The differential diagnosis from an adnexal tumour may prove very challenging. The cross-sectional appearance of a TOA may closely resemble those of ovarian epithelial malignancies, but it should be remembered that ovarian cancer is generally not associated with tubal dilation [41]. The exceedingly rare primary fallopian tube carcinoma (PFTC) manifests with characteristic symptoms (colicky pelvic pain, adnexal mass and serosanguineous vaginal discharge, collectively referred to as “Laztko’s triad”) only in 15% of patients [46]. Ma et al. have described three characteristics, helpful MR findings of PFTC: (a) a tubular- or sausage-shaped mass with a solid component showing variable, generally homogenous, T1-hypointensity, T2-hyperintensity and moderate enhancement after intravenous contrast agent administration; (b) hydrosalpinx; and (c) intrauterine fluid [47]. Hydrosalpinx is caused by both the partial obstruction of the tubes and the fluid produced by the neoplasm. Due to the patency of the fallopian tubes, the tubal content may be discharged into the endometrial cavity or the peritoneum with consequent temporary shrinkage of the mass and relief of pelvic pain. Serial imaging examination may demonstrate this morphological variability of the mass. Intrauterine fluid is quite specific of PFTC, occurring in up to 30% of cases [46]. On DWI, the solid component of the mass demonstrates higher signal intensity and lower ADC values compared to the normal ovarian tissue [48].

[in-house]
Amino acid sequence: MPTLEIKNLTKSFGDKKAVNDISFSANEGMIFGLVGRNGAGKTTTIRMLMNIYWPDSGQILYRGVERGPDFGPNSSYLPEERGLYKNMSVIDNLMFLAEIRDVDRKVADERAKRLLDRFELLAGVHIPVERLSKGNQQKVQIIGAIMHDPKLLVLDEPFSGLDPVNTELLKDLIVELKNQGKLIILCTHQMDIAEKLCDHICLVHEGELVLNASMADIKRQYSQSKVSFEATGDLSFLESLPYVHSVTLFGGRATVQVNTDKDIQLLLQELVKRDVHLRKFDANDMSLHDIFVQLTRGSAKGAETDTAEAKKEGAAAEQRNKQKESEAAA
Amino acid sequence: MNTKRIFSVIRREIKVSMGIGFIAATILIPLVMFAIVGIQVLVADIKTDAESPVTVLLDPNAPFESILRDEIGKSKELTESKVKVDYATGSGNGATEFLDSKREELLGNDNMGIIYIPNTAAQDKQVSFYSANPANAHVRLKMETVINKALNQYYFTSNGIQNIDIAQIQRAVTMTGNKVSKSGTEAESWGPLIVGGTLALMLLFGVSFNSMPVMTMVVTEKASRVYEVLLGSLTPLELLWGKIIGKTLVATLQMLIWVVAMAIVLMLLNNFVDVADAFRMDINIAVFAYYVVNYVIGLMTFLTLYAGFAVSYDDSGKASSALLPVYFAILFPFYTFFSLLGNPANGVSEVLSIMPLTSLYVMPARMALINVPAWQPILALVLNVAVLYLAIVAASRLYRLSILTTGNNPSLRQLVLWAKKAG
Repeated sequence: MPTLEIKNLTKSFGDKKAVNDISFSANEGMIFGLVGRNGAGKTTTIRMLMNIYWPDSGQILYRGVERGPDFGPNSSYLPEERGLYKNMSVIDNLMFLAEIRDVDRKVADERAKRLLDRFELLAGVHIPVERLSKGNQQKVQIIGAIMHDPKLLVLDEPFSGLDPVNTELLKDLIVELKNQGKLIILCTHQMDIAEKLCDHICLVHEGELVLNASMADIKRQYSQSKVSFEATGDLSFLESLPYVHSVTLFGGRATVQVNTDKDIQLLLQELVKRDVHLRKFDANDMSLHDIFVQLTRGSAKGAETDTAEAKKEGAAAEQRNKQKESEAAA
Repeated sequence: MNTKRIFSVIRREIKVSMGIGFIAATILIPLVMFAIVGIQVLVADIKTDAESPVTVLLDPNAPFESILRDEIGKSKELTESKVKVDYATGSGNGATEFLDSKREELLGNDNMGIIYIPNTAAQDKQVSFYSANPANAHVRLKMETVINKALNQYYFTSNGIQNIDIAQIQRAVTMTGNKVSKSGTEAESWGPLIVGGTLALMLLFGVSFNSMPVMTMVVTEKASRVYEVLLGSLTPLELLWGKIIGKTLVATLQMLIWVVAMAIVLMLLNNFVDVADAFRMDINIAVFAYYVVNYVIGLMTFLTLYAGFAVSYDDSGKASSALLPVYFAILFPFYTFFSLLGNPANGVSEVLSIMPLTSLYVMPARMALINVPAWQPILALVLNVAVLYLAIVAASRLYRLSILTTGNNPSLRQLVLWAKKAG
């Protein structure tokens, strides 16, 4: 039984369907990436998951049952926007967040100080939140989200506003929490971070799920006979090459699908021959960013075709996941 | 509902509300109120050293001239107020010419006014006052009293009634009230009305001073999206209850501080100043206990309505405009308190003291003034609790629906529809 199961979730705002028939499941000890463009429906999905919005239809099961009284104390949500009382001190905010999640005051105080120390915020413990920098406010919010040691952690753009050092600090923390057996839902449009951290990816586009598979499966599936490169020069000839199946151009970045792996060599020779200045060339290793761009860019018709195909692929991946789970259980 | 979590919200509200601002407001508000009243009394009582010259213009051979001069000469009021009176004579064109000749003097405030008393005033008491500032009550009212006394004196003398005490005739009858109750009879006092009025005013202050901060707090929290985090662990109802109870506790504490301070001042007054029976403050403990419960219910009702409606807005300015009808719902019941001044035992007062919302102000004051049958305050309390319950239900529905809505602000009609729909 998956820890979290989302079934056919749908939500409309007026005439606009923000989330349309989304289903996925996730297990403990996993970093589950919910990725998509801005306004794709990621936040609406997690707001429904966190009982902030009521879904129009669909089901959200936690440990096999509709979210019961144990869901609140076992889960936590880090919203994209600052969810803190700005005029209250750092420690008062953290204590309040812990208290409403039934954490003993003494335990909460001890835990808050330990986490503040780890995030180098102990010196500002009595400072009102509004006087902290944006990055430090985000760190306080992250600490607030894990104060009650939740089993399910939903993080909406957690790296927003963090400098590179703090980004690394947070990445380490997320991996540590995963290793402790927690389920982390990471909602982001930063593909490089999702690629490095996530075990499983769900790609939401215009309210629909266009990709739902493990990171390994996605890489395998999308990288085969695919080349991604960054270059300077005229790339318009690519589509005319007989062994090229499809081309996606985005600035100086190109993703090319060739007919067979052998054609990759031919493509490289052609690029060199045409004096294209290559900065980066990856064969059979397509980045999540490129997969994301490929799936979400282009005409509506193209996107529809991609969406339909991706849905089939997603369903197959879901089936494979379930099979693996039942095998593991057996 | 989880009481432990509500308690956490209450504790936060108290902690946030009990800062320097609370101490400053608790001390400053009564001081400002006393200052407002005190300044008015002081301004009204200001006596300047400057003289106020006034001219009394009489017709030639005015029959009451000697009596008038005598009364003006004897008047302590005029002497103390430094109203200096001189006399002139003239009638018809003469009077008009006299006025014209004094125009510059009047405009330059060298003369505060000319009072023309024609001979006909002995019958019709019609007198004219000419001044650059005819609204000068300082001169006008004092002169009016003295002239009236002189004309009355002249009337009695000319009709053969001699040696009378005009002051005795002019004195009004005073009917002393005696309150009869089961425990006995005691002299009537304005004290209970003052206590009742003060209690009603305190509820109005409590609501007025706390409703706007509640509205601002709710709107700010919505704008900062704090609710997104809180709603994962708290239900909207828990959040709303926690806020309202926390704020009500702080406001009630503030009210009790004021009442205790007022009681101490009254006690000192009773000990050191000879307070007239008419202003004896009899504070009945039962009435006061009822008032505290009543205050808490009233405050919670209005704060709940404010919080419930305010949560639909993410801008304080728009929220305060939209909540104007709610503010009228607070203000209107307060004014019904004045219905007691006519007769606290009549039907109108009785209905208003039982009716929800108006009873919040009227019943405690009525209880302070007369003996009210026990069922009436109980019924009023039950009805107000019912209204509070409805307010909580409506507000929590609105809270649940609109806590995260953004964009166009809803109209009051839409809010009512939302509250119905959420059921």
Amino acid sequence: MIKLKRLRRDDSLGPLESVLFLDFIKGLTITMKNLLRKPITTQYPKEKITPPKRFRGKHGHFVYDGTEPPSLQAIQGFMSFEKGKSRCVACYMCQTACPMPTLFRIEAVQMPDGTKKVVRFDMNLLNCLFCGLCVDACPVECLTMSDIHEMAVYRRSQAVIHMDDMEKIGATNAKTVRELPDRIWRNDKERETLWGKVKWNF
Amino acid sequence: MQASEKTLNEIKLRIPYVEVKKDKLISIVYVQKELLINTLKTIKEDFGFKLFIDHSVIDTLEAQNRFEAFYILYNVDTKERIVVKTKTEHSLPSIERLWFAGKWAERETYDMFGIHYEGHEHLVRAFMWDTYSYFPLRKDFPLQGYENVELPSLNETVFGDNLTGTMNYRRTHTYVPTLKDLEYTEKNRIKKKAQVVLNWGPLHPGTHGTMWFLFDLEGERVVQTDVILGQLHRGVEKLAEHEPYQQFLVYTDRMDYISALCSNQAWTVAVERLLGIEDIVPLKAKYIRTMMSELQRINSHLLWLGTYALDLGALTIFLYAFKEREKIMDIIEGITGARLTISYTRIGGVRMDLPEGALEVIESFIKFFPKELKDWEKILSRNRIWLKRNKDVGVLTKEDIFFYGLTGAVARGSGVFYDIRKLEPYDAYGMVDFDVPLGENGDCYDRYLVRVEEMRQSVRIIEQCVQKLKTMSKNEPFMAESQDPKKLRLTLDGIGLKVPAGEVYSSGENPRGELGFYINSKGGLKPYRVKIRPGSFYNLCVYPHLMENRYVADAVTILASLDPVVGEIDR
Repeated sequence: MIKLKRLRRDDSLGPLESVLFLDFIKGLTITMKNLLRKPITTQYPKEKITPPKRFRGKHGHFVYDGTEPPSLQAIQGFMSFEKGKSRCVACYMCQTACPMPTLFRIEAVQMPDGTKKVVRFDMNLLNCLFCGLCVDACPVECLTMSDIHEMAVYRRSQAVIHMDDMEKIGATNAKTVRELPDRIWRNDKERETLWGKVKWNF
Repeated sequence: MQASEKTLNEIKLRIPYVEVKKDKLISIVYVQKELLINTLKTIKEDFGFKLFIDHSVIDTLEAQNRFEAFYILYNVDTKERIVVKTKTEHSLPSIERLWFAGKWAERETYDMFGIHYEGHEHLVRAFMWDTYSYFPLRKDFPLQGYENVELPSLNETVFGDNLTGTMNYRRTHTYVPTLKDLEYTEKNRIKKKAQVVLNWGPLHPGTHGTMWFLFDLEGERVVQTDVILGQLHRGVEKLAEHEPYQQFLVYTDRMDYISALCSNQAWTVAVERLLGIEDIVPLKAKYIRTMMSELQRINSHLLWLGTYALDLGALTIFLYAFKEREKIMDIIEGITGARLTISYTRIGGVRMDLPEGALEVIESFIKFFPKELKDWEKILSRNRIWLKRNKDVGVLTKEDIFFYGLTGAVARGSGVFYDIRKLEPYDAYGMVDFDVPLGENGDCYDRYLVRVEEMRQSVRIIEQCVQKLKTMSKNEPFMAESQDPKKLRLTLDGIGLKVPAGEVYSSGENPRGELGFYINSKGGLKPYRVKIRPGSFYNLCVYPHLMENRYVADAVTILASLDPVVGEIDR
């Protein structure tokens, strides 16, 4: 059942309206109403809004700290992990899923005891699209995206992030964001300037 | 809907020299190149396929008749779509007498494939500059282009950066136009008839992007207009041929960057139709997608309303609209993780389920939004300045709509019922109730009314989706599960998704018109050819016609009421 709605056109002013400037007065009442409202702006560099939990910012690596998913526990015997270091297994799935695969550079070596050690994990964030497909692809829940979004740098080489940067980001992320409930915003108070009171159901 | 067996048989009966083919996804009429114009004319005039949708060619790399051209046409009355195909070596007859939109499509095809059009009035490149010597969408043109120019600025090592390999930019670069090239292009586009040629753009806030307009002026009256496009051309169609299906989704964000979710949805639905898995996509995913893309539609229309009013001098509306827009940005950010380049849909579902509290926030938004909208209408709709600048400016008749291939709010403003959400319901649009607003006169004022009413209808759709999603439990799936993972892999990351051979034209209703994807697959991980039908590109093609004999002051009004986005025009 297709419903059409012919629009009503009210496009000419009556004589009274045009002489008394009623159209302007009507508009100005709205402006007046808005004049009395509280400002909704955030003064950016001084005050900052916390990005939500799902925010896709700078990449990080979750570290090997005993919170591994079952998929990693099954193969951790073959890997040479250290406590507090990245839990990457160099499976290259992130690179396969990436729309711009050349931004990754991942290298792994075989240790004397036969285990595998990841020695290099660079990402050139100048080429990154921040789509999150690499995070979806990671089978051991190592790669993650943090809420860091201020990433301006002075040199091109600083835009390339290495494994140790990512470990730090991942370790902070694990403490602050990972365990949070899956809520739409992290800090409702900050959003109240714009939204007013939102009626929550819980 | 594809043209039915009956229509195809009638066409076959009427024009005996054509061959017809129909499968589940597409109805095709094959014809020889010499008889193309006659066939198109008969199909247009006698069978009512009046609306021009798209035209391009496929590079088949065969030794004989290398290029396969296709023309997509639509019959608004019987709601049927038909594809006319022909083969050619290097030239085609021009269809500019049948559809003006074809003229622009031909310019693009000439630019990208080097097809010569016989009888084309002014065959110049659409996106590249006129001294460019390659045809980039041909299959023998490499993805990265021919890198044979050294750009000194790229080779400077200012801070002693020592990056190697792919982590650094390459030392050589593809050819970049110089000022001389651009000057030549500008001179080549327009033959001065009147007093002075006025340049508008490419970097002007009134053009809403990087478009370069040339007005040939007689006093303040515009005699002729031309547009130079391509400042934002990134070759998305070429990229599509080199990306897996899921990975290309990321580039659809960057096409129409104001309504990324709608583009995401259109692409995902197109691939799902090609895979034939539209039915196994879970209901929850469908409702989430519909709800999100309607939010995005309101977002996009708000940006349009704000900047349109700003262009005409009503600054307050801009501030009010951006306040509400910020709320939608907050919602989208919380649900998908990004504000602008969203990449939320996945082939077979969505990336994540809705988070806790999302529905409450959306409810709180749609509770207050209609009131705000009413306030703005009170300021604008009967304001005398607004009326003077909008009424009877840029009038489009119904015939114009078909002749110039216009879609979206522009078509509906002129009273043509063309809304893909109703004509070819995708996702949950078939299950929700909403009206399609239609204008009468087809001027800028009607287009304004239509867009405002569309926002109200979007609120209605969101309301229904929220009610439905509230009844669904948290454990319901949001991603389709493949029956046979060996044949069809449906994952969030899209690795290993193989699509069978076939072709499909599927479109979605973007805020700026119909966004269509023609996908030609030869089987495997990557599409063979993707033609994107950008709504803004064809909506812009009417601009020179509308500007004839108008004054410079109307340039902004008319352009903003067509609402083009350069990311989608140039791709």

Complicated and atypical PID forms

Occasionally, PID may spread even further in the pelvis forming peritoneal cavity abscesses (Fig. 21) or involve other adjacent organs such as the bowel, bladder and ureters. In these cases, recognition of anterior displacement of the broad ligament may be helpful to distinguish TOA from pelvic abscesses with a different origin. Furthermore, when faced with extensive pelvic infection, the diagnosis of actinomycosis should be suggested. Strongly associated with IUCD, Actinomyces israelii infection of the female genital tract characteristically spreads across soft-tissue planes, resulting in heterogeneous adnexal masses with small rim-enhancing hypoattenuating abscesses, complex masses in the peritoneal cul-de-sac and perirectal region, that commonly appear more solid, mass-like compared with usual TOA [49].